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Chips away!

An inspiring new book on the wonder of woodchips is packed with must-try ideas that let you play a part in climate cooling – even while heating your greenhouse.

Gardening books abound, but every once in a while one appears that’s clearly been conceived in earth-friendly gardening heaven. These are the books you feel were written just for you; ones that confirm ideas you’ve been experimenting with in your own garden and greenhouse, but also encourage you to keep going, to keep exploring, and to keep trying more new things.

Fresh from earth-friendly gardening heaven.

When a book is also infused with ideas that bolster gardening’s increasingly life-enriching role in healing our faltering natural world, I know it’s the book for me. Your guts tell you that this is a book you simply must have – a cornucopia of information, inspiration and distilled experience that you can’t go on gardening without.

Opening such a book for the first time is like meeting someone you instantly ‘click’ with; turning its pages gives a sense of having shared ground from the get-go. I’ve not felt that for a while – until The Woodchip Handbook: A Complete Guide for Farmers, Gardeners and Landscapers landed. No, it doesn’t scream sexy, but wow, this is the book for me.

Willow woodchips ready to be worked into my beds.

Its author, Ben Raskin, head of horticulture and agroforestry at the Soil Association, has woven together everything we gardeners need to know about the wonderful and inherently super-sustainable world of woodchip: what it is; where to get it; how to deploy it for use in potting mixes and for propagation, for improving your soil, for mulching no-dig plots, for growing mushrooms; and how, in our climate-crazy times, we can deploy woodchips’ quiet power to bury carbon in our soil (you will never want to light a bonfire again).

Ben’s writing is easy, friendly and infectious; you can tell he’s on a journey of discovery with woodchip, just like his soon-to-be-hooked readers will be. He has tapped into the woodchip-savvy minds of pioneers and experts, blending their knowledge and experience together in a book set to upgrade gardening’s sometimes dodgy ecological credentials. This is the book for you.

My feeling of shared ground came in the pages that explore turning the thinner, twiggier and sappier bits of trees and shrubs into woodchips and then adding them straight to the soil. I’ve been using home-grown green woodchip (Ben calls it ramial chipped wood) for several years, with astonishing results. These fresh, nutrient-packed chips, derived from shoots and branches under 7cm in diameter, have transformed both the way in which I grow, and how I see gardening through a broader environmental lens.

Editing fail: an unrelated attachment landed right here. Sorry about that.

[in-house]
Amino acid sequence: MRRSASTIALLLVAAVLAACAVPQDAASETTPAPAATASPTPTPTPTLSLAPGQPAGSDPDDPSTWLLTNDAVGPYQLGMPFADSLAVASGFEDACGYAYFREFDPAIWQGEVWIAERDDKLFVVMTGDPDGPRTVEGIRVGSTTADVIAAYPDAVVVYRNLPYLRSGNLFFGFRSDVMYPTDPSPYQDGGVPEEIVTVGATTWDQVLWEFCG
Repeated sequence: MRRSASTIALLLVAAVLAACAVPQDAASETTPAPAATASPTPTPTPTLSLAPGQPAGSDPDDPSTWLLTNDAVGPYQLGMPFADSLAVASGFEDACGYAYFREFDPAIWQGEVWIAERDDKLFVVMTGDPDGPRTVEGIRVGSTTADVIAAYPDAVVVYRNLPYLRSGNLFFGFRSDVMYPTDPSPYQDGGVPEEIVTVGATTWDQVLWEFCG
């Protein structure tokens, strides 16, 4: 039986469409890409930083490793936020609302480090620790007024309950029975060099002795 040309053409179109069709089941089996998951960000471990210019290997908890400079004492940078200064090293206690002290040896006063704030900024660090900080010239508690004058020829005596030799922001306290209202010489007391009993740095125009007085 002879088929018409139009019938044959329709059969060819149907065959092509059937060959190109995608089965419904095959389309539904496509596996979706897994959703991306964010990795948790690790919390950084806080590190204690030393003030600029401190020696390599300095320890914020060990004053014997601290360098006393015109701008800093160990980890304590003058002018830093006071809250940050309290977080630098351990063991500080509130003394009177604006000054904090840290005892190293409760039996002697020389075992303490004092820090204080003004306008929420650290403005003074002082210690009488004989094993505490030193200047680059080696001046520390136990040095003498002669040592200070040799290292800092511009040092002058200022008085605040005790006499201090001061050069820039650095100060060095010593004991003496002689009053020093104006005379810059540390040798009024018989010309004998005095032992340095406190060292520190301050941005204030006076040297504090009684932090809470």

Toadstools pop up regularly in woodchip-powered soil.

I’m constantly trying to both reduce the energy needed (and the carbon released) in going about my gardening, and also do what I can to suck chaos-creating carbon dioxide from the air and stash it away in my soil. By coppicing and then chipping fast-growing willow (which has meanwhile provided much-needed habitat for long-tailed tits), I can grab the carbon used by the plants to build their woody stems, and then bury it underground, boosting soil life at the same time.

Using woodchip has been a key factor in transitioning my initially organic garden into what’s a now more self-reliant vegan-organic (‘veganic’) one, which no longer relies on any animal by-products to sustain it. It’s no coincidence that woodchip is playing an increasing role in farm-scale veganic (or stock-free) growing systems, and in ‘regenerative’ farming more generally.

It was the flush after flush of toadstools in my newly woodchip-enriched, no-dig beds that saw off any lingering doubts about woodchips’ power and potential. Parting the soil was a revelation – a turning point that shifted my gardening up several gears.